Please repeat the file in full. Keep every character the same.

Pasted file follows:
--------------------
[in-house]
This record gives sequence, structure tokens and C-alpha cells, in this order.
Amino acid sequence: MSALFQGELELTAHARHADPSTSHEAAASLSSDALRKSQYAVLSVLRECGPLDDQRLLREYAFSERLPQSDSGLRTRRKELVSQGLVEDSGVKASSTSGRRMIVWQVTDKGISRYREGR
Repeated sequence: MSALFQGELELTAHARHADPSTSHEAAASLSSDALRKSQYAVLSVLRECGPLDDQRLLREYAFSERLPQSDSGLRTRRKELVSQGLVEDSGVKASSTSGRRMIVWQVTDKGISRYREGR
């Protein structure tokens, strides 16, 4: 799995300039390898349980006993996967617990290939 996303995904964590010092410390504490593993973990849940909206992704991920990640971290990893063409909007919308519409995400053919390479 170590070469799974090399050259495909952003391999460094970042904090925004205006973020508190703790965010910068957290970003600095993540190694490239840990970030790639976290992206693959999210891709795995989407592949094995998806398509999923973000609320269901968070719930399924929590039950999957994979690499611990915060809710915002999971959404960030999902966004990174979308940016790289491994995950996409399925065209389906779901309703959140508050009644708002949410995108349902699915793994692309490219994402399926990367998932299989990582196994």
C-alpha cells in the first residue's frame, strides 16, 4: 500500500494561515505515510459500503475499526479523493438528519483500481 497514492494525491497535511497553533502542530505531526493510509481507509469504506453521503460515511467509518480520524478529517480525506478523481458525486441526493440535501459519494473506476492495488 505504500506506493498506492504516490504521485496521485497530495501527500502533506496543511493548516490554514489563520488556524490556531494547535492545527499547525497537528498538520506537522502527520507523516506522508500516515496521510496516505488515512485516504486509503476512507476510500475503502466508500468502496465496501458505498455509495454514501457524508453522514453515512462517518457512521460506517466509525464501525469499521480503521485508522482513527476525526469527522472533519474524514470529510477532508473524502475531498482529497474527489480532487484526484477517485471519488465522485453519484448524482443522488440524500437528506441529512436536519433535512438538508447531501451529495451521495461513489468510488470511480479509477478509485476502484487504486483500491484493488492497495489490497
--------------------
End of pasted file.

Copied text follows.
[in-house]
This record gives sequence, structure tokens and C-alpha cells, in this order.
Amino acid sequence: MSALFQGELELTAHARHADPSTSHEAAASLSSDALRKSQYAVLSVLRECGPLDDQRLLREYAFSERLPQSDSGLRTRRKELVSQGLVEDSGVKASSTSGRRMIVWQVTDKGISRYREGR
Repeated sequence: MSALFQGELELTAHARHADPSTSHEAAASLSSDALRKSQYAVLSVLRECGPLDDQRLLREYAFSERLPQSDSGLRTRRKELVSQGLVEDSGVKASSTSGRRMIVWQVTDKGISRYREGR
């Protein structure tokens, strides 16, 4: 799995300039390898349980006993996967617990290939 996303995904964590010092410390504490593993973990849940909206992704991920990640971290990893063409909007919308519409995400053919390479 170590070469799974090399050259495909952003391999460094970042904090925004205006973020508190703790965010910068957290970003600095993540190694490239840990970030790639976290992206693959999210891709795995989407592949094995998806398509999923973000609320269901968070719930399924929590039950999957994979690499611990915060809710915002999971959404960030999902966004990174979308940016790289491994995950996409399925065209389906779901309703959140508050009644708002949410995108349902699915793994692309490219994402399926990367998932299989990582196994």
C-alpha cells in the first residue's frame, strides 16, 4: 500500500494561515505515510459500503475499526479523493438528519483500481 497514492494525491497535511497553533502542530505531526493510509481507509469504506453521503460515511467509518480520524478529517480525506478523481458525486441526493440535501459519494473506476492495488 505504500506506493498506492504516490504521485496521485497530495501527500502533506496543511493548516490554514489563520488556524490556531494547535492545527499547525497537528498538520506537522502527520507523516506522508500516515496521510496516505488515512485516504486509503476512507476510500475503502466508500468502496465496501458505498455509495454514501457524508453522514453515512462517518457512521460506517466509525464501525469499521480503521485508522482513527476525526469527522472533519474524514470529510477532508473524502475531498482529497474527489480532487484526484477517485471519488465522485453519484448524482443522488440524500437528506441529512436536519433535512438538508447531501451529495451521495461513489468510488470511480479509477478509485476502484487504486483500491484493488492497495489490497